My first encounter with this mindset occurred not long ago, when I was working at a national entertainment magazine. During a group email exchange about which boxed sets to include in a roundup, our thirty-something editors explained that a Beatles collection could be excluded--not because it was a repackaging of old albums but because, as one said, "they're the worst band in history" and, the other added, "everybody knows they suck." They are, and we do?

Across the Universe won't help matters. The film exhumes every '60s cliché imaginable: Earnest kid gets drafted. Naïve suburban waif gets caught up with The Revolution and sees the error of the Man's ways. Greenwich Village blues mama becomes ersatz Janis. Greenwich Village blues guitar virtuoso becomes ersatz Jimi. Throughout, the characters, even the Jimi and Janis clones, break out into "Come Together," "All You Need Is Love," and other Fab songs. It's almost enough to make you wish John met Paul in school but decided he was a simp and couldn't be bothered forming a band with him.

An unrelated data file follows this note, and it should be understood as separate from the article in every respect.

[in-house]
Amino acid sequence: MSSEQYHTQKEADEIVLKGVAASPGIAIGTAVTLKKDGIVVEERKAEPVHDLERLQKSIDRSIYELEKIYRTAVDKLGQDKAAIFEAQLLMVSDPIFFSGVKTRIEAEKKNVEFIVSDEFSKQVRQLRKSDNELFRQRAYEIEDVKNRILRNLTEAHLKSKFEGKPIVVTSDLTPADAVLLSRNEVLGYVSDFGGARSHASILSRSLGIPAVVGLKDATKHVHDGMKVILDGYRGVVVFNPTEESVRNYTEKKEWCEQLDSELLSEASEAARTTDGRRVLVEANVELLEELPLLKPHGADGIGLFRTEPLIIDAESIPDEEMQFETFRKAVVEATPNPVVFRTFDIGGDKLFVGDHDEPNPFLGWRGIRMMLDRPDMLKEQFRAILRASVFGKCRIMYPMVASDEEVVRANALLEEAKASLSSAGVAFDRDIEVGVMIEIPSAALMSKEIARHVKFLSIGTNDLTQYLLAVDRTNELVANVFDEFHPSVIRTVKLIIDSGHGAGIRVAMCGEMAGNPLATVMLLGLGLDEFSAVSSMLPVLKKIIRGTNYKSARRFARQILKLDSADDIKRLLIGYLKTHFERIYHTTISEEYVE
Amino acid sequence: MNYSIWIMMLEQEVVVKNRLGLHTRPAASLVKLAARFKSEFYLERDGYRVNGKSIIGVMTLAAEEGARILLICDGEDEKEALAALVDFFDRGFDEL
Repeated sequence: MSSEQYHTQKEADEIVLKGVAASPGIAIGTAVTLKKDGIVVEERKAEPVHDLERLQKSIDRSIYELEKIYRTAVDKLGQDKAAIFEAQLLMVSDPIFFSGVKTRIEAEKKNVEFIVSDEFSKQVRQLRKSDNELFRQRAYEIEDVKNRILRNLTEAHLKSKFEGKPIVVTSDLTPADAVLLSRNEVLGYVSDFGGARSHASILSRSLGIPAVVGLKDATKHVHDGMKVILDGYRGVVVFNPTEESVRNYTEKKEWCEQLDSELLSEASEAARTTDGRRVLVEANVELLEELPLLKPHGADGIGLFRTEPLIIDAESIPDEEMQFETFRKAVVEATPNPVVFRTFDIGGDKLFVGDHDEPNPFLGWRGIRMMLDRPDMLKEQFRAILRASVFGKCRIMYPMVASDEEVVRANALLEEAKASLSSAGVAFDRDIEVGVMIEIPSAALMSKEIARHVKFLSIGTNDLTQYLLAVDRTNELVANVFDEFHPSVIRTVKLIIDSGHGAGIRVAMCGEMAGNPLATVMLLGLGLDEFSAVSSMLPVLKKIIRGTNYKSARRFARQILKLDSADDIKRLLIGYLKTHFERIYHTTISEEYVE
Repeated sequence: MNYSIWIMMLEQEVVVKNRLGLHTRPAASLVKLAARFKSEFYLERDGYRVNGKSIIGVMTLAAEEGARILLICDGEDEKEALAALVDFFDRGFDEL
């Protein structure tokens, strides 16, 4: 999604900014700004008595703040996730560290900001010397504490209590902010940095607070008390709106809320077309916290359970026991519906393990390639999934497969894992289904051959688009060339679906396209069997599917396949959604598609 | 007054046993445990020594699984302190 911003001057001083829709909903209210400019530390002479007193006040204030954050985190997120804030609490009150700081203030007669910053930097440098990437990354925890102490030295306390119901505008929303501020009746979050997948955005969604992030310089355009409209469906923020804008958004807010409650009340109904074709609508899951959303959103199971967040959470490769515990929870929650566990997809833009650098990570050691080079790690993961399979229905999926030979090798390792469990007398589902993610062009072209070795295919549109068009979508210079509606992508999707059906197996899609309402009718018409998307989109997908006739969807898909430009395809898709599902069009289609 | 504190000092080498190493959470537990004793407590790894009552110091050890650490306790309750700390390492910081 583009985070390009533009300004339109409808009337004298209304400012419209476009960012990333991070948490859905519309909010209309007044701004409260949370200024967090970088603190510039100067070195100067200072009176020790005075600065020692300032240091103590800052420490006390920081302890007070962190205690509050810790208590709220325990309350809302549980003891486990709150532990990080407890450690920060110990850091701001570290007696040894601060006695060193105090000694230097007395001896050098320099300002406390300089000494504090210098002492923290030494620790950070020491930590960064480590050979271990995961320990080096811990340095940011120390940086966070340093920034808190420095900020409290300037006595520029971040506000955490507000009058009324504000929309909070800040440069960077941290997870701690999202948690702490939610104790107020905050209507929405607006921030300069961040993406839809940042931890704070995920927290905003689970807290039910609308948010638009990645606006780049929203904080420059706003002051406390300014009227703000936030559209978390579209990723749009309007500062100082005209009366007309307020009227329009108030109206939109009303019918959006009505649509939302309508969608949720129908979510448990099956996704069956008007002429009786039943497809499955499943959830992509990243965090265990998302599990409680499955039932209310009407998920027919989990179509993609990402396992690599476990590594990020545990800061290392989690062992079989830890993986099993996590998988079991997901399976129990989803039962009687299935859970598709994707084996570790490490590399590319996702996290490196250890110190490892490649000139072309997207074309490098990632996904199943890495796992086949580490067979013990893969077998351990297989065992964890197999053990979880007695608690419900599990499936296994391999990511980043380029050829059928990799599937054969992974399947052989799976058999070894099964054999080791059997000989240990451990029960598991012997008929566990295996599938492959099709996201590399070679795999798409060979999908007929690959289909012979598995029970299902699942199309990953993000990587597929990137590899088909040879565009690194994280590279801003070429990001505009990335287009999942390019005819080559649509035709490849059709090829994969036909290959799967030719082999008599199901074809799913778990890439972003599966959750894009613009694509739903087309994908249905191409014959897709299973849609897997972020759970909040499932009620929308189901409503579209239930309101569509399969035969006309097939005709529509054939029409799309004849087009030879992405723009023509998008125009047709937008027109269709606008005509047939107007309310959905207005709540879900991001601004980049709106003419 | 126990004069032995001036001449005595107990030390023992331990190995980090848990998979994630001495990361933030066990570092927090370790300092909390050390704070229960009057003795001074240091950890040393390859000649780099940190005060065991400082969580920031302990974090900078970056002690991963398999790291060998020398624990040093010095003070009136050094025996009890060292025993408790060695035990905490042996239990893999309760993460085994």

The Beatles have long been a focal point for those who analyze All That Went Wrong with Our Culture, dating back to the record burnings that ensued when Lennon mused that his band commanded a larger fan base than the Son of the Almighty. In her new anti-boomer screed The Death of the Grown-Up, Washington Times columnist Diana West essentially accuses the Beatles of murder: Paul McCartney singing about "California grass" in "Get Back," she writes, was "downright dangerous, prefiguring the explosion in drug use that destroyed thousands of lives." A recent report on CNN about born-again teenagers quoted one saying he had to stop listening to the band because they "had a negative effect" on him due to the music's connection with "sex, drugs, and violence."